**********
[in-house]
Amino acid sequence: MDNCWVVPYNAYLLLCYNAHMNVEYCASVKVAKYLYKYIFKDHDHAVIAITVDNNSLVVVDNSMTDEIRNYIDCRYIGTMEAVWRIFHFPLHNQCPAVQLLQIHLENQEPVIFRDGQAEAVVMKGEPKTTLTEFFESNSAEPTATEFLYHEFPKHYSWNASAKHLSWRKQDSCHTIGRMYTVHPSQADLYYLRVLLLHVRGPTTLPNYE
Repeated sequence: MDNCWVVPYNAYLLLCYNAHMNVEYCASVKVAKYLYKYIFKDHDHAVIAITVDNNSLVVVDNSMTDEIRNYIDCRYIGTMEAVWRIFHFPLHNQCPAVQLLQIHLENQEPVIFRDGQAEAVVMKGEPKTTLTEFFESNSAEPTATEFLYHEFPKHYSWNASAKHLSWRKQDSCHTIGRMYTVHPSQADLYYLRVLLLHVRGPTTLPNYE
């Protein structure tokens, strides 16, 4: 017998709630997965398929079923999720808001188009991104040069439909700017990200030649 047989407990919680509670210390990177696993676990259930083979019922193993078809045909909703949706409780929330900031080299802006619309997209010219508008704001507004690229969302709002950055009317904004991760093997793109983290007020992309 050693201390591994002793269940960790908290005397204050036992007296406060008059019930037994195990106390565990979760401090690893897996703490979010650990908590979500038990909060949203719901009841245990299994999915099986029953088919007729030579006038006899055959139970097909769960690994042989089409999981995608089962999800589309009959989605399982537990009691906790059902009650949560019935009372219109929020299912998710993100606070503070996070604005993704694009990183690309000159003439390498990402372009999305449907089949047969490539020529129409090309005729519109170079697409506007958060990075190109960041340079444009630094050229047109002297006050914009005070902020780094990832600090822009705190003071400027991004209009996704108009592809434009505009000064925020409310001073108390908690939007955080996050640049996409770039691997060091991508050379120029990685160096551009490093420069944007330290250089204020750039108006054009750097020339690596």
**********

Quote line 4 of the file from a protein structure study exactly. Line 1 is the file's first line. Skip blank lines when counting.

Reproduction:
């Protein structure tokens, strides 16, 4: 017998709630997965398929079923999720808001188009991104040069439909700017990200030649 047989407990919680509670210390990177696993676990259930083979019922193993078809045909909703949706409780929330900031080299802006619309997209010219508008704001507004690229969302709002950055009317904004991760093997793109983290007020992309 050693201390591994002793269940960790908290005397204050036992007296406060008059019930037994195990106390565990979760401090690893897996703490979010650990908590979500038990909060949203719901009841245990299994999915099986029953088919007729030579006038006899055959139970097909769960690994042989089409999981995608089962999800589309009959989605399982537990009691906790059902009650949560019935009372219109929020299912998710993100606070503070996070604005993704694009990183690309000159003439390498990402372009999305449907089949047969490539020529129409090309005729519109170079697409506007958060990075190109960041340079444009630094050229047109002297006050914009005070902020780094990832600090822009705190003071400027991004209009996704108009592809434009505009000064925020409310001073108390908690939007955080996050640049996409770039691997060091991508050379120029990685160096551009490093420069944007330290250089204020750039108006054009750097020339690596």